Ice Breakers for Relief Teaching

ice breakers for teachersIce breakers are great to get to know your class.

When relief teaching, there are times when you would like to see your class working together as a team.

Ice breakers are great for doing just that. They can be tremendous "getting to know you" activities and will enable you to build rapport quickly. We know building rapport is important. Building rapport is quite difficult when relief teaching because you have so little time.

Ice Breakers might be just the thing you are after.

Relief Teaching Ice breakers

Class teachers always start the year with some form of group dynamic exercise.

These can be in the form of an ice breaker activity. If you were holding a Tupperware party that would probably be great.

But good ice breakers can easily be turned into learning activities.

So how would you manage ice breakers when you are relief teaching?

Let's say you are relief teaching in a class above year 4 and you would like to explore leadership as a concept.

I actually think leadership (as a concept) is under represented in our curriculum, but that's a soap-box moment for me and for discussion at another time.

OK. Back to how to work ice breakers into your relief teaching gig.


Find the Leader

One of the ice breakers I have used many times before I retired was one which  explored leadership. I used this activity with my senior students. It is called "Find the Leader".

I used this ice breaker to find my school captains and leaders for the next year.

There is no preparation needed for this ice breaker.

Ice Breakers for Relief Teaching

Sit the class in a circle.

You are secretly going to select a LEADER in the group. In this ice breaker, the role of the LEADER is to LEAD the group. Every action that the LEADER makes, must be followed by the group.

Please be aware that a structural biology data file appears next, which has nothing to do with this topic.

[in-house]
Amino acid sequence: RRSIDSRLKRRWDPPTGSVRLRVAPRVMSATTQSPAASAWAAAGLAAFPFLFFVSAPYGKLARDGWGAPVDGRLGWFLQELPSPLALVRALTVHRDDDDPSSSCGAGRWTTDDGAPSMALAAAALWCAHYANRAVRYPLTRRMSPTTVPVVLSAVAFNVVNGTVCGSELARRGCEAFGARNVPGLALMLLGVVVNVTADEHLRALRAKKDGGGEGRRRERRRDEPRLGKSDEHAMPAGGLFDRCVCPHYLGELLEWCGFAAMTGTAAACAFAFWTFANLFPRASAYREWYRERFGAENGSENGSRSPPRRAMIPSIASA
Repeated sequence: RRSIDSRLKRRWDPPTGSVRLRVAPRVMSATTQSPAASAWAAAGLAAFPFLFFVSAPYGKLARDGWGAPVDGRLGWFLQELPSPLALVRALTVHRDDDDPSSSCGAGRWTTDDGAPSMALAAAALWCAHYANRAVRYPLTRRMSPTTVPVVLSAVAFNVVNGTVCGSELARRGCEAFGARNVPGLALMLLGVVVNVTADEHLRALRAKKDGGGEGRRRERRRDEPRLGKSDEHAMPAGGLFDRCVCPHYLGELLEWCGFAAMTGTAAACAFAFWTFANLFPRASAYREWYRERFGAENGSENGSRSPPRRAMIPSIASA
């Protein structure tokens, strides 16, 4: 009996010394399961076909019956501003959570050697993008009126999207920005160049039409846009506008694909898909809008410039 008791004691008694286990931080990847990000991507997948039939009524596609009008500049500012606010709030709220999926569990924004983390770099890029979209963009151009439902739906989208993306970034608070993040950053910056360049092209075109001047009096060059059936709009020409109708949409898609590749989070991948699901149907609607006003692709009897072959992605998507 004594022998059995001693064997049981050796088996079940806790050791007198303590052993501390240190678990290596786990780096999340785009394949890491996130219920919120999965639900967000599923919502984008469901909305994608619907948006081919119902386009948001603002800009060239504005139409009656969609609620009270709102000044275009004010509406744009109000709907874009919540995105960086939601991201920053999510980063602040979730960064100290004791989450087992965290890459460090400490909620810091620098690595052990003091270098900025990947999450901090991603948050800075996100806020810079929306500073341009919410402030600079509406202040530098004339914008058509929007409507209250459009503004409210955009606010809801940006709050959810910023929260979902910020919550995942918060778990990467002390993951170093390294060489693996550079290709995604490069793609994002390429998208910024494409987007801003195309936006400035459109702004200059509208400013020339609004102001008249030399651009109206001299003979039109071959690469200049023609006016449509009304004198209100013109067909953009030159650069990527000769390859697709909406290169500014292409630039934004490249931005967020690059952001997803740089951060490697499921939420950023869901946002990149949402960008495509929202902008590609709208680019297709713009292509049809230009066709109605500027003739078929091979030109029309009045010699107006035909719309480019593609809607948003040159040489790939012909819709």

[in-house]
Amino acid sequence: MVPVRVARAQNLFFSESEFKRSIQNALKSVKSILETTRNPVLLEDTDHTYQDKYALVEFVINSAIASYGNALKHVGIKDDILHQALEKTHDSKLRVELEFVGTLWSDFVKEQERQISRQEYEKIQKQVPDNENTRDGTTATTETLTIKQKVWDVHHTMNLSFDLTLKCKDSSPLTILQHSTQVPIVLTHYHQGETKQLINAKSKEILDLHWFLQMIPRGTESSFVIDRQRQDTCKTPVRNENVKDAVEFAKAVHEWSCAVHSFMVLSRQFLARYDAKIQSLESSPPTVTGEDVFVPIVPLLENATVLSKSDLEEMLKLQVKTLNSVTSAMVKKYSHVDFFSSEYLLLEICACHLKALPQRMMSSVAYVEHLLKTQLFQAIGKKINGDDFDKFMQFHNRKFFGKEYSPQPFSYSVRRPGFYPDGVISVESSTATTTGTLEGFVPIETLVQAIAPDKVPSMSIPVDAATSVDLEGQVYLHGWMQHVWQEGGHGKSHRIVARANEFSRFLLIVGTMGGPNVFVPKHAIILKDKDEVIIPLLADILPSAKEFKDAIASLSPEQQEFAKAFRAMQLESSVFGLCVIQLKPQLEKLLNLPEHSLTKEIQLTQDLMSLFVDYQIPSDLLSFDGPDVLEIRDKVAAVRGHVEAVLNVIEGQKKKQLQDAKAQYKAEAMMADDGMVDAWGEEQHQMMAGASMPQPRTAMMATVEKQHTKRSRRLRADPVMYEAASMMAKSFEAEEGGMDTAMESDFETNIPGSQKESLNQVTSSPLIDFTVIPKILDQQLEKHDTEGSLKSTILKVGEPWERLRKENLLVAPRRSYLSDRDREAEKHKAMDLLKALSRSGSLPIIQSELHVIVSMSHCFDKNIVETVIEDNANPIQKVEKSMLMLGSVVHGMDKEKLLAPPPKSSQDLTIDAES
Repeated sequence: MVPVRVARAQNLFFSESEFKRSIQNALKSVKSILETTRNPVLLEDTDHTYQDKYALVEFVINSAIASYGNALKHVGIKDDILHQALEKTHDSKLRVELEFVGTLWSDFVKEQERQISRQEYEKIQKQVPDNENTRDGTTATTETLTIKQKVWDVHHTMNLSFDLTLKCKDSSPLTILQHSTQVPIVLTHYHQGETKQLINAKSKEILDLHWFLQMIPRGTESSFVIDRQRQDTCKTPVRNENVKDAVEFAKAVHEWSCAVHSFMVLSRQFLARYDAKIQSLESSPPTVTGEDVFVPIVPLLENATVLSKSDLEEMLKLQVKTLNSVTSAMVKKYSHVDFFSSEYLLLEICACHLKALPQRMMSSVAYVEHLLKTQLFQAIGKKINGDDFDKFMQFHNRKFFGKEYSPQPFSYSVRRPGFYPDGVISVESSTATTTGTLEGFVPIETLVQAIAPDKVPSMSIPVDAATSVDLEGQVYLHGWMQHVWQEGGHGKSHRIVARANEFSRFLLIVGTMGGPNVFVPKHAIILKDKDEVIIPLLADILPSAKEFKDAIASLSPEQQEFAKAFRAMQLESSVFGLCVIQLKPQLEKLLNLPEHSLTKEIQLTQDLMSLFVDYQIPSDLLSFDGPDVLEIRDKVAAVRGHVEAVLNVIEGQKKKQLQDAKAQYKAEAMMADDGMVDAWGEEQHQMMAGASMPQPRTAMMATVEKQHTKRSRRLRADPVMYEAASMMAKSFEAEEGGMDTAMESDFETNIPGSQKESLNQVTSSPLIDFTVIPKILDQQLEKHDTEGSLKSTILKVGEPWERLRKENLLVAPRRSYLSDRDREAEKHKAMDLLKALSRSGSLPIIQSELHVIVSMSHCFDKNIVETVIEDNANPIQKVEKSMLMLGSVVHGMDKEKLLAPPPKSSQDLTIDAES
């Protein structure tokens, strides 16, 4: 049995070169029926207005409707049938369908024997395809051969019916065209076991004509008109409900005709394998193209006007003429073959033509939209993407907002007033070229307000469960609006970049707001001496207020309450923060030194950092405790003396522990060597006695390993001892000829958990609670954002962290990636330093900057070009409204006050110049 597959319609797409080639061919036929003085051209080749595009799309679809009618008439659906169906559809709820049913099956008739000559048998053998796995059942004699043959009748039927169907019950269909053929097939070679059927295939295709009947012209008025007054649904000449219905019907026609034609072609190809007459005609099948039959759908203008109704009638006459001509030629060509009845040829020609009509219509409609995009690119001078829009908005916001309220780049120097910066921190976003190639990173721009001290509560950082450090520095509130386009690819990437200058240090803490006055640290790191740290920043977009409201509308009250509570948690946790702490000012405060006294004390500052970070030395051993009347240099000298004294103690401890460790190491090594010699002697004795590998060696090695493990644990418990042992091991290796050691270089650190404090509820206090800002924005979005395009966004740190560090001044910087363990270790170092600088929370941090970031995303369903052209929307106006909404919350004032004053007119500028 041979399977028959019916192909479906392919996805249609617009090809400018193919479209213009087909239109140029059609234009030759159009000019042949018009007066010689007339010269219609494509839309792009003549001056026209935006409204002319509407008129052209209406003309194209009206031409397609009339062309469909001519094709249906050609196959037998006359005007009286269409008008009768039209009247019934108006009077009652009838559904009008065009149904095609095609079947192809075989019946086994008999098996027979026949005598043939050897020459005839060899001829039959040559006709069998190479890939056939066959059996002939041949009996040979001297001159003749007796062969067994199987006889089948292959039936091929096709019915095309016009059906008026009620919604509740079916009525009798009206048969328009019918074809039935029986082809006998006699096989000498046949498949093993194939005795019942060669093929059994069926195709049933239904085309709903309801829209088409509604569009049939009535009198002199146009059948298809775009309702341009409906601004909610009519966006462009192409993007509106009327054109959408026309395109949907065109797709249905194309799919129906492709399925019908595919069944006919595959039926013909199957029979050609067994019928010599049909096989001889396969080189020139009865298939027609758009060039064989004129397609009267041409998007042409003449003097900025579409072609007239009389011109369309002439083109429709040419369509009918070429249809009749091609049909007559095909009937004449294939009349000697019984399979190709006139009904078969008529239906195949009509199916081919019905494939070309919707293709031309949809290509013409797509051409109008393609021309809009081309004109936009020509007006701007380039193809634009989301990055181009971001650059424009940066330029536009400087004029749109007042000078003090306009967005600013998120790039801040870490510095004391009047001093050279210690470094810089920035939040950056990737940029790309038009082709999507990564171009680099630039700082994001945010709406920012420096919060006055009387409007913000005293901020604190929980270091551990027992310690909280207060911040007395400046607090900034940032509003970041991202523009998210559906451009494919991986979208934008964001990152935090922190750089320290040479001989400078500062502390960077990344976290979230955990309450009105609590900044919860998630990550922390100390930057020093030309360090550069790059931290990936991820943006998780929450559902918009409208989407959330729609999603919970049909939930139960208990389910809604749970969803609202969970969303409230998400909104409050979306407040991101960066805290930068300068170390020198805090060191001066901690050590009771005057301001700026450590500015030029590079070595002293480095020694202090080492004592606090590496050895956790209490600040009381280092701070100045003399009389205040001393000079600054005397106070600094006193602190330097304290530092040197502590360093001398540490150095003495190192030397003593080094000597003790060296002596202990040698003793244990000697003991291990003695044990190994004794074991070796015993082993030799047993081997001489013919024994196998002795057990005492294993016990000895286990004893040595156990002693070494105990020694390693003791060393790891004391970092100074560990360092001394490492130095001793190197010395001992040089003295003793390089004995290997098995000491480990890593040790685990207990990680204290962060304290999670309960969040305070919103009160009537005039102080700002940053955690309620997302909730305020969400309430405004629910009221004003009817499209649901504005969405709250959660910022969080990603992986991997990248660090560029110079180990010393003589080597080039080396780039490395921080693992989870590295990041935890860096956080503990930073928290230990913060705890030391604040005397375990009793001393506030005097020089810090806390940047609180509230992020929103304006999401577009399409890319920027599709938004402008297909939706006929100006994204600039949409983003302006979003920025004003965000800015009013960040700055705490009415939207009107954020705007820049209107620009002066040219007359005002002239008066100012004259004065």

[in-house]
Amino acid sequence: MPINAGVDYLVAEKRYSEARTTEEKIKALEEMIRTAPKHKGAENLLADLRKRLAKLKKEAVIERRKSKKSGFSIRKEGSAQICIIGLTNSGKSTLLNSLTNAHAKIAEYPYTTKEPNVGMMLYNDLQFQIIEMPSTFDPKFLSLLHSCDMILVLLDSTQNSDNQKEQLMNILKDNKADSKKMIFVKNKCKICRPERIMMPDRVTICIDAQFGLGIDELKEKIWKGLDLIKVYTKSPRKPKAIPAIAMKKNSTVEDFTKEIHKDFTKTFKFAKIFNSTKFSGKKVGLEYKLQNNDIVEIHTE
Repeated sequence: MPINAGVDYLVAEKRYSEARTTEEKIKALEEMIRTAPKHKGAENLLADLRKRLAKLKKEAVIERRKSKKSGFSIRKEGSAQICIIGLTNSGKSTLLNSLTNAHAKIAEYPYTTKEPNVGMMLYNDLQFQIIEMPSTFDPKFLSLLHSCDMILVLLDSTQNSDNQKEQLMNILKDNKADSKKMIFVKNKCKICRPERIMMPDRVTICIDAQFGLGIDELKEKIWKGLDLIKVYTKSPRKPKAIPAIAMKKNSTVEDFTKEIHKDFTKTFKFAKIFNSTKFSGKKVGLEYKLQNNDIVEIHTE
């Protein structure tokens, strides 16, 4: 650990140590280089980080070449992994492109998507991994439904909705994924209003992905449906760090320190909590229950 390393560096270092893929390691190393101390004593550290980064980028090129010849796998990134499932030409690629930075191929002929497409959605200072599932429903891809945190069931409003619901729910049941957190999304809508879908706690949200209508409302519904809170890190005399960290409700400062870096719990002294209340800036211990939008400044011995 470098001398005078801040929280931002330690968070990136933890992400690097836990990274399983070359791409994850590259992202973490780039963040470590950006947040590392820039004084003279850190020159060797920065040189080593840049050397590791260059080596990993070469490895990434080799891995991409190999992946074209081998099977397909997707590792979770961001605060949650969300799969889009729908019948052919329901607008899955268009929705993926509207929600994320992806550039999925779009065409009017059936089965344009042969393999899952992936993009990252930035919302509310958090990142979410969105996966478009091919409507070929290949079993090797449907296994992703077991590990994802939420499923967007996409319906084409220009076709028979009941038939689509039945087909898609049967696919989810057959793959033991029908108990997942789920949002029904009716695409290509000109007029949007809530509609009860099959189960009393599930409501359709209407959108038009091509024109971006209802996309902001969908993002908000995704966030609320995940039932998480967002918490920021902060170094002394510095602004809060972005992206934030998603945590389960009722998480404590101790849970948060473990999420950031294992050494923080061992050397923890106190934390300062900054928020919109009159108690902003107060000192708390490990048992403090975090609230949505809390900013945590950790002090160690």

You also select the IDENTIFIER whose role is to identify the LEADER.

Take the leader out of the room and select the LEADER without the IDENTIFIER knowing.

When the IDENTIFIER returns, they stand in the middle of the circle and attempt to identify the LEADER.

As the ice breaker proceeds, you may need to make variations.

Sometimes I have given the IDENTIFIER 6 attempts before the LEADER stands. Use your judgement here to keep the ice breakers proceeding effectively.

ICE BREAKERS as Learning Activities.

From this point you can take this ice breaker to the next level.

The focus is on LEADERSHIP for this activity so discussion starters could include

  • How do you recognize a leader in real life?
  • Name some of the leaders you know?
  • What makes a good leader?
  • What is one of your strongest leadership quality.

This could be a written activity, or a Think Pair Share strategy.

How good would this ice breaker be as a teaching activity?

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